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TETHERED BALLOON MEASUREMENTS OF BIOGENIC VOCS IN THE ATMOSPHERIC BOUNDARY LAYER
Greenberg, J., A. Guenther, P. Zimmerman, W. Baugh, C D. Geron*, K. Davis, D. Helmig, AND L. Klinger. TETHERED BALLOON MEASUREMENTS OF BIOGENIC VOCS IN THE ATMOSPHERIC BOUNDARY LAYER. ATMOSPHERIC ENVIRONMENT 33(6):855-867, (1999).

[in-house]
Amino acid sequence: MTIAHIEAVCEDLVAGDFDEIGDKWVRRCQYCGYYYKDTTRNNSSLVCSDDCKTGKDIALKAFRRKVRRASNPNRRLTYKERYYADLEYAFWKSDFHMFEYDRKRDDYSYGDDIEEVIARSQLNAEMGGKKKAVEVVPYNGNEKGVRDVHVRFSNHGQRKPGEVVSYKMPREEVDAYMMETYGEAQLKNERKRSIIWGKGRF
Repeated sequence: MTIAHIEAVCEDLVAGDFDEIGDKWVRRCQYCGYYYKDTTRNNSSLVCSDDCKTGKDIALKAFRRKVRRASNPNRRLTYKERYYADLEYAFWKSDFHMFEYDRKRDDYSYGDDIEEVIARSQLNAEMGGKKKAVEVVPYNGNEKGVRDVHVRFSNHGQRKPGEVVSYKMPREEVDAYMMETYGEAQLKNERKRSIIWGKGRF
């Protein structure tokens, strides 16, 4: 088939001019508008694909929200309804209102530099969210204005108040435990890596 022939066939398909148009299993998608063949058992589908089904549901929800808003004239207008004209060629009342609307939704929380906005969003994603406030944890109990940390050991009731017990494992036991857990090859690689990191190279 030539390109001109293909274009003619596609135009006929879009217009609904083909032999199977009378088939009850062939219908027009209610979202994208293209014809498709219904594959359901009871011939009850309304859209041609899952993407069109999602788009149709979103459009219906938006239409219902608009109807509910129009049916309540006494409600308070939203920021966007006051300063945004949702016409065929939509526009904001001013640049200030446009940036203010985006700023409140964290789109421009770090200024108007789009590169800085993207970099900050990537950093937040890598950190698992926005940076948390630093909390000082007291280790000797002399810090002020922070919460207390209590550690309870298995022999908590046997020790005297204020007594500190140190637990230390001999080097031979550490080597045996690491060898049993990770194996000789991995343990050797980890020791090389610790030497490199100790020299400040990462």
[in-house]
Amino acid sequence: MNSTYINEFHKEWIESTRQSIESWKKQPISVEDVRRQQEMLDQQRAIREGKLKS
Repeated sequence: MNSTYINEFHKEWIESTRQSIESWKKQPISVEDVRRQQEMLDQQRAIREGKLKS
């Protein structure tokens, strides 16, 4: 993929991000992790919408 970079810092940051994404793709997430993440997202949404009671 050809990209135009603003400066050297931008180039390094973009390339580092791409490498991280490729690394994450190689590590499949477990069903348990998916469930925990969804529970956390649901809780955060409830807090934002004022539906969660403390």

Measurements of biogenic volatile organic compounds (BVOCs) have been made on a tethered balloon platform in eleven field deployments between 1985 and 1996. A series of balloon sampling packages have been developed for these campaigns and they have been used to describe boundary layer dynamics, BVOC distribution, chemical transformations of BVOCs, and to estimate BVOC emission rates from terrestrial vegetation. Measurements indicate a slow decrease of concentration for BVOCs with altitude when sampling times are greater than average convective turnover time of the mixed layer. Surface layer concentrations were more variable than mixed layer concentrations because of proximity to various emission sources in the smaller surface layer footprint of sampling. Atmospheric concentrations of BVOCs were shown to be influenced in a predictable way both by the growth of the mixed layer and by the environmental factors which control emissions. Mass balance and mixed layer gradient techniques for estimating emissions from concentration profiles were in good agreement with each other and with estimates based on the extrapolation of leaf level emissions to the landscape scale. Observations of the reaction products of the atmospheric oxidation of isoprene provided information on reaction pathways and wet deposition processes.